Saturday, December 30, 2006


This probably comes 3 months too late for Teachers' Day (in Singapore). But I dedicate the last post of 2006 to my ex-teachers. For without them, I won't be in where I am today.

Funny, I don't think I have changed that much since then. I am still learning a lot from my peers.

May the New Year bring forth more challenges and rewards.

Two-Body Problem revisited

loiseaurebelle quotes from Milan Kundera's The Unbearable Lightness of Being:

Being in a foreign country means walking a tightrope high above the ground without the net afforded a person by the country where he has family, colleagues and friends, and where he can easily say what he has to say in a language he has known from childhood.


In Prague she was dependent on Tomas only when it came to the heart; here she was dependent on him for everything. What would happen to her here if he abandoned her? Would she have to live her whole life in fear of losing him?

lr: This, I think, is the reason why your friends' gfs won't want to move.

tk: My ex's reason, other than her bond, was similar - what do u want me to do in the USA?

Edit (Jan 4): Kevin's case.

Kitchen vs. Lab; Men and Women as friends

From Ms.PhD:

Top ten reasons why I like my kitchen better than my advisor's lab

1. I decide what equipment there is.

2. The equipment is always available.

3. I can go almost any time of the year, with my own money, and get any supplies or additional equipment I want or need.

4. There is a dishwasher.

5. I don't have to repeat experiments. Whether they worked or not. Unless I feel like it. And even then, only when I feel like it, and not because they didn't turn out looking pretty enough.

6. I decide who is there with me.

7. If there is something I want to do that I've never done before, there are probably instructions somewhere on the internet.

8. It is not a competition.

9. If I bring my experiments to other places for people to evaluate, nobody asks, "Whose kitchen did you make this in?" before they decide whether or not they like what I've done.

10. I can cook if I feel like it, and if I don't feel like it, that's okay. We can always eat out.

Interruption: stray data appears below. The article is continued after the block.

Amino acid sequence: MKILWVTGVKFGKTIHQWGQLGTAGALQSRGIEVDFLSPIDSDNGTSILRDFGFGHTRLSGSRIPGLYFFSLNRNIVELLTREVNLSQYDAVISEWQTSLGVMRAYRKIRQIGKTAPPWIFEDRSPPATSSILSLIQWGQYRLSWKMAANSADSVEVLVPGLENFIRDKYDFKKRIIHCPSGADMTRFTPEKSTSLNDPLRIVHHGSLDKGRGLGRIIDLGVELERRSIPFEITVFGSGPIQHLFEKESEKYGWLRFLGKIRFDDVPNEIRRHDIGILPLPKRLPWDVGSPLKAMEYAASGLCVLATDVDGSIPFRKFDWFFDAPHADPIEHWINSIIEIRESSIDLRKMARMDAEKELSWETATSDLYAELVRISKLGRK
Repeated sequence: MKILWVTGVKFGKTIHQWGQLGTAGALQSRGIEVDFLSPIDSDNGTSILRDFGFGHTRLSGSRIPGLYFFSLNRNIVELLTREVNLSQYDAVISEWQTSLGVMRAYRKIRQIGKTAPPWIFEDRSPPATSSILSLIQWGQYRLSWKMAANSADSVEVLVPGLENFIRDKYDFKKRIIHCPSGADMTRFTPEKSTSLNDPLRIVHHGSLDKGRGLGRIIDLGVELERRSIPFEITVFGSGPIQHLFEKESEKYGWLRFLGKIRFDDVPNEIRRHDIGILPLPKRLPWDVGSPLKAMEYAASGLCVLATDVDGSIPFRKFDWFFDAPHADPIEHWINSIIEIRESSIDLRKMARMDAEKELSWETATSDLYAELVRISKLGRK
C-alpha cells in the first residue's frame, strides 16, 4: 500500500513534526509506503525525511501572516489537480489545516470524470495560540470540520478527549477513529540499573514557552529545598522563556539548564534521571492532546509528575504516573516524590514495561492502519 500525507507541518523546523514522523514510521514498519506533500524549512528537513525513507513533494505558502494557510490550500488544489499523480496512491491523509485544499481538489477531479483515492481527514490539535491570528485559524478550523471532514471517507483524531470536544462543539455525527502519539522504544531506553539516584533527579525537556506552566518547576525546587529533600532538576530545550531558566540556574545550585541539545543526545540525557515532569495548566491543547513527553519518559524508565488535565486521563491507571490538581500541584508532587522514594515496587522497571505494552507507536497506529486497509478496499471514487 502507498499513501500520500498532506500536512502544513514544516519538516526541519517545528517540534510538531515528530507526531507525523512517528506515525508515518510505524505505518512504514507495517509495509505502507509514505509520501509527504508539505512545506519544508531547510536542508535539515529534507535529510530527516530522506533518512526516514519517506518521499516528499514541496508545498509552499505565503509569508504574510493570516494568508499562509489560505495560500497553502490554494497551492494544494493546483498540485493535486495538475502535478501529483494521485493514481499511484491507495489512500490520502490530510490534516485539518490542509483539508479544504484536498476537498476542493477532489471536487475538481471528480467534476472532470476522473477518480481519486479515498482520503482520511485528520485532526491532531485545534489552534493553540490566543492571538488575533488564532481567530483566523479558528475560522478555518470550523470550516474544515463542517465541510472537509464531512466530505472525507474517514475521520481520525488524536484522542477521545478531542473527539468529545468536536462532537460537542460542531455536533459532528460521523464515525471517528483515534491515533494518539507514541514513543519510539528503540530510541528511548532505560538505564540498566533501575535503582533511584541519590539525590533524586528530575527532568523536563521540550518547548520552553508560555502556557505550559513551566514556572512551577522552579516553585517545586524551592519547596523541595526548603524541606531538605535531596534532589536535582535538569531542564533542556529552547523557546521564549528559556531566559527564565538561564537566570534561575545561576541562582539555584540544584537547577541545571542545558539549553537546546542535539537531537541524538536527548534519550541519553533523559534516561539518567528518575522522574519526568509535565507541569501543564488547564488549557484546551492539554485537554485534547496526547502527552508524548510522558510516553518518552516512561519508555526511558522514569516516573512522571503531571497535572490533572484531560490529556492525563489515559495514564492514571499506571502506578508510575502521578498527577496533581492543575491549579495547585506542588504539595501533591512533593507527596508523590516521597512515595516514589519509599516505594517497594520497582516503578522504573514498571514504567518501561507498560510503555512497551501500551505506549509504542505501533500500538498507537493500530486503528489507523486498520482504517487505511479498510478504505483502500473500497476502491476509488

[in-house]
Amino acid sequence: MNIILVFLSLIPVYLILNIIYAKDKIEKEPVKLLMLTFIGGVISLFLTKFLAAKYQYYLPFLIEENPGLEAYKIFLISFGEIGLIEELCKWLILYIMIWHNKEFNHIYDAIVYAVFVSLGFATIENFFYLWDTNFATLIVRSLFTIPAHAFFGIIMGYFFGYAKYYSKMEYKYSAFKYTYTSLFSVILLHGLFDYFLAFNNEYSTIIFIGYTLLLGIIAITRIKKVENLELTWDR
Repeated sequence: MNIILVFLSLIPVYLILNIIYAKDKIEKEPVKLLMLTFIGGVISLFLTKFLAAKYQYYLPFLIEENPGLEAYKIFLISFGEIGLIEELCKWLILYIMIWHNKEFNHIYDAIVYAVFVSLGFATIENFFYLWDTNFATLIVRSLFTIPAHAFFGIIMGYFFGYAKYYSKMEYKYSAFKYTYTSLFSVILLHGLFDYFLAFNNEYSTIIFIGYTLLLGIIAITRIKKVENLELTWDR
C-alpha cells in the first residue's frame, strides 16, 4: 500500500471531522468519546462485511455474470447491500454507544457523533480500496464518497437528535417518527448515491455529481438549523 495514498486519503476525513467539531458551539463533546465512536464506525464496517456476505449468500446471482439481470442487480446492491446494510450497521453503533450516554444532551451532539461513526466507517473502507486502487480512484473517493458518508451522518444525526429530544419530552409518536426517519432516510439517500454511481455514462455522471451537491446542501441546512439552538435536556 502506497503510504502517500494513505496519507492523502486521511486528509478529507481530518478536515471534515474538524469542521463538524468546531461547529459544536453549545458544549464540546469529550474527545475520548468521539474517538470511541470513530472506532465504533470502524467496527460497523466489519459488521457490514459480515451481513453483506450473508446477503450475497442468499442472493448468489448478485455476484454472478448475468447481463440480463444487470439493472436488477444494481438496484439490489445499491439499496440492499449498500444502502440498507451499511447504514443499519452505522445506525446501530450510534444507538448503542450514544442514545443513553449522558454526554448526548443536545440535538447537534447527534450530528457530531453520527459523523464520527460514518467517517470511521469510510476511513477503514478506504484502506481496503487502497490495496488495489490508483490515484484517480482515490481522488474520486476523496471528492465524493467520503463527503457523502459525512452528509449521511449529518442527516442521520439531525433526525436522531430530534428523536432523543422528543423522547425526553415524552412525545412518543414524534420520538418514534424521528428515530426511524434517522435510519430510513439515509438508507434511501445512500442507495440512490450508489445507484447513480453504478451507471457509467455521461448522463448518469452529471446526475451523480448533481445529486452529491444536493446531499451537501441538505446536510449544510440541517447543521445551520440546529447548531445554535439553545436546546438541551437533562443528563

and Gilbert Koh:

Men and Women Can't Be Friends

Now when I was a kid I watched a movie
called "When Harry met Sally" which I suppose
must be some kind of classic by now.
I think it was Harry who said to Sally, or
maybe it was Sally who said to Harry,
that men and women can't be friends
because sex gets in the way.
It's sad that this is true, because right now
as I sit and talk to you, I'm wondering
what you look like in the nude.
Because you look really sexy today.
My girlfriend would hit me if she knew,
and your boyfriend would hit me if he knew.
You would hit me too if you knew,
or maybe you'd be flattered.
But anyway the point is I can't stop wondering
what you look like in the nude.
I'm not going to kiss you or hug you or
touch your breasts or anything like that.
But I really can't or won't stop wondering
what you look like in the nude.
And maybe this is why men and women
can't ever be friends.

Wednesday, December 27, 2006


Elia's entry reminded me of this poem I first came across in a glossy Brown University Undergraduate Admisssions booklet almost a decade ago.

By Constantine P. Cavafy

As you set out for Ithaka
hope your road is a long one,
full of adventure, full of discovery.
Laistrygonians, Cyclops,
angry Poseidon-don't be afraid of them:
you'll never find things like that on your way
as long as you keep your thoughts raised high,
as long as a rare excitement
stirs your spirit and your body.
Laistrygonians, Cyclops,
wild Poseidon-you won't encounter them
unless you bring them along inside your soul,
unless your soul sets them up in front of you.

Hope your road is a long one.
May there be many summer mornings when,
with what pleasure, what joy,
you enter harbors you're seeing for the first time;
may you stop at Phoenician trading stations
to buy fine things,
mother of pearl and coral, amber and ebony,
sensual perfume of every kind-
as many sensual perfumes as you can;
and may you visit many Egyptian cities
to learn and go on learning from their scholars.

Keep Ithaka always in your mind.
Arriving there is what you're destined for.
But don't hurry the journey at all.
Better if it lasts for years,
so you're old by the time you reach the island,
wealthy with all you've gained on the way,
not expecting Ithaka to make you rich.
Ithaka gave you the marvelous journey.
Without her you wouldn't have set out.
She has nothing left to give you now.

And if you find her poor, Ithaka won't have fooled you.
Wise as you will have become, so full of experience,
you'll have understood by then what these Ithakas mean.

Maybe that is why we still keep up with events back home despite having gotten out. We are the Singaporean Diaspora, and we know the downside of caring too much.

2007's Resolutions